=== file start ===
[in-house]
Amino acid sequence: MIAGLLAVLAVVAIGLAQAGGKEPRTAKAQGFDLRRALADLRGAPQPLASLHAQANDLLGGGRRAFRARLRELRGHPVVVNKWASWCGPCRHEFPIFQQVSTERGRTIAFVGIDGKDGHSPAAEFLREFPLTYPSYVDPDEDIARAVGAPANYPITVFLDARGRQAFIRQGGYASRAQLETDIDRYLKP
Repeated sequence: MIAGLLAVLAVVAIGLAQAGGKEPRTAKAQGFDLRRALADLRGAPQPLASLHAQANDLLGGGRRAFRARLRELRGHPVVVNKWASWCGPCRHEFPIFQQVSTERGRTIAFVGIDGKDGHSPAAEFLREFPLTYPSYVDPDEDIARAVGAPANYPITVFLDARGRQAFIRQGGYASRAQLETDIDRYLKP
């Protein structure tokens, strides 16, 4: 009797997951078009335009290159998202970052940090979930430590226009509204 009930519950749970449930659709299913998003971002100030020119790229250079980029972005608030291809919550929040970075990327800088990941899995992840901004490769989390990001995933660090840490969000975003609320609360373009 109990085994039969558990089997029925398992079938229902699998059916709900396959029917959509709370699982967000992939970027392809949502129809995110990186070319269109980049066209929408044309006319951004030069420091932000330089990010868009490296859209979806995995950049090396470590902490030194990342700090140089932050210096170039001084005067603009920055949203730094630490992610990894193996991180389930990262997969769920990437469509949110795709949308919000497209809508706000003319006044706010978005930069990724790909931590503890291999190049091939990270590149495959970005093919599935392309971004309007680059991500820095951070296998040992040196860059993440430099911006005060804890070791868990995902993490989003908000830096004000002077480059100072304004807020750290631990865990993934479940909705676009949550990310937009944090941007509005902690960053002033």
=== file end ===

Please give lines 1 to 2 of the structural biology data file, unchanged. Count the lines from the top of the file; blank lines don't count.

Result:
[in-house]
Amino acid sequence: MIAGLLAVLAVVAIGLAQAGGKEPRTAKAQGFDLRRALADLRGAPQPLASLHAQANDLLGGGRRAFRARLRELRGHPVVVNKWASWCGPCRHEFPIFQQVSTERGRTIAFVGIDGKDGHSPAAEFLREFPLTYPSYVDPDEDIARAVGAPANYPITVFLDARGRQAFIRQGGYASRAQLETDIDRYLKP